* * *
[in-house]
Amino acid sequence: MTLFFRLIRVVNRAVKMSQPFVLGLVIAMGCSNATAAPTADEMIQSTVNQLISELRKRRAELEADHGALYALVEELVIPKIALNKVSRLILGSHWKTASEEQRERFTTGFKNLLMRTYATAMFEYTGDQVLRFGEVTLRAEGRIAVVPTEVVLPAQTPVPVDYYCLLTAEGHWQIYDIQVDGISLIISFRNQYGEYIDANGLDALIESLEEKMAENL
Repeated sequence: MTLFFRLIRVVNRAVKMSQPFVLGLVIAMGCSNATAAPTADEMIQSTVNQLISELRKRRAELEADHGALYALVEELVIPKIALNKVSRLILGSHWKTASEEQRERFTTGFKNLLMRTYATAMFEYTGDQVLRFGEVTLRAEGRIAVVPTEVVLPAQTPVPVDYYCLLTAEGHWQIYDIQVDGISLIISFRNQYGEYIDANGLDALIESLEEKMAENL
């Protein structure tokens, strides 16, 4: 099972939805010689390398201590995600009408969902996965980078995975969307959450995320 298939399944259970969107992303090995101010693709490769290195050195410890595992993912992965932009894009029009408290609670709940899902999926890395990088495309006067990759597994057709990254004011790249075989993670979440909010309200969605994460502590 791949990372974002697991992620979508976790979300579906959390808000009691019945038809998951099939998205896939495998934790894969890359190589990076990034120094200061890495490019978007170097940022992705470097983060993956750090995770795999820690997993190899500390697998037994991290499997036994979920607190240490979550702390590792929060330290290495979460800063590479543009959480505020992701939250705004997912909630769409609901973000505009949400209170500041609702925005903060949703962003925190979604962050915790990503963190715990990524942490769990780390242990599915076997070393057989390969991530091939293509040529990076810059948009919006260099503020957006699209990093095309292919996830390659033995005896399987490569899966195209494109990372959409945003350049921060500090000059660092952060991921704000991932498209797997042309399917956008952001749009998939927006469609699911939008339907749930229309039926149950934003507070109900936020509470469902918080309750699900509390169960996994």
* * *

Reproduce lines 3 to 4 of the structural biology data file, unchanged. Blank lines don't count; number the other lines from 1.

Repeated sequence: MTLFFRLIRVVNRAVKMSQPFVLGLVIAMGCSNATAAPTADEMIQSTVNQLISELRKRRAELEADHGALYALVEELVIPKIALNKVSRLILGSHWKTASEEQRERFTTGFKNLLMRTYATAMFEYTGDQVLRFGEVTLRAEGRIAVVPTEVVLPAQTPVPVDYYCLLTAEGHWQIYDIQVDGISLIISFRNQYGEYIDANGLDALIESLEEKMAENL
């Protein structure tokens, strides 16, 4: 099972939805010689390398201590995600009408969902996965980078995975969307959450995320 298939399944259970969107992303090995101010693709490769290195050195410890595992993912992965932009894009029009408290609670709940899902999926890395990088495309006067990759597994057709990254004011790249075989993670979440909010309200969605994460502590 791949990372974002697991992620979508976790979300579906959390808000009691019945038809998951099939998205896939495998934790894969890359190589990076990034120094200061890495490019978007170097940022992705470097983060993956750090995770795999820690997993190899500390697998037994991290499997036994979920607190240490979550702390590792929060330290290495979460800063590479543009959480505020992701939250705004997912909630769409609901973000505009949400209170500041609702925005903060949703962003925190979604962050915790990503963190715990990524942490769990780390242990599915076997070393057989390969991530091939293509040529990076810059948009919006260099503020957006699209990093095309292919996830390659033995005896399987490569899966195209494109990372959409945003350049921060500090000059660092952060991921704000991932498209797997042309399917956008952001749009998939927006469609699911939008339907749930229309039926149950934003507070109900936020509470469902918080309750699900509390169960996994």